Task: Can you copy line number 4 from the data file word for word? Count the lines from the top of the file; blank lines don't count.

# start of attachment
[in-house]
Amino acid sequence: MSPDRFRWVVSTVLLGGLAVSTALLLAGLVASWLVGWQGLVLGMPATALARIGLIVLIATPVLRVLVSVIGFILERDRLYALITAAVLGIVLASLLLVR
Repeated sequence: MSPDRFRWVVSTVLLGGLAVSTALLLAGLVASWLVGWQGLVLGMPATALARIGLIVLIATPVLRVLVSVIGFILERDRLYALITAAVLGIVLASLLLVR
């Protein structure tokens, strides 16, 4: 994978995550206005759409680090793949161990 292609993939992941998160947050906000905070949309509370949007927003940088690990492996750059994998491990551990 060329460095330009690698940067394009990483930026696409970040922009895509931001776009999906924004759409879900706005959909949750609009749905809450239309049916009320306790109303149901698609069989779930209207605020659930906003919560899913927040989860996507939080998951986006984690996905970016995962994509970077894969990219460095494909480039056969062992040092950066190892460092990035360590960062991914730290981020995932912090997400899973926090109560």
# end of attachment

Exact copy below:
């Protein structure tokens, strides 16, 4: 994978995550206005759409680090793949161990 292609993939992941998160947050906000905070949309509370949007927003940088690990492996750059994998491990551990 060329460095330009690698940067394009990483930026696409970040922009895509931001776009999906924004759409879900706005959909949750609009749905809450239309049916009320306790109303149901698609069989779930209207605020659930906003919560899913927040989860996507939080998951986006984690996905970016995962994509970077894969990219460095494909480039056969062992040092950066190892460092990035360590960062991914730290981020995932912090997400899973926090109560």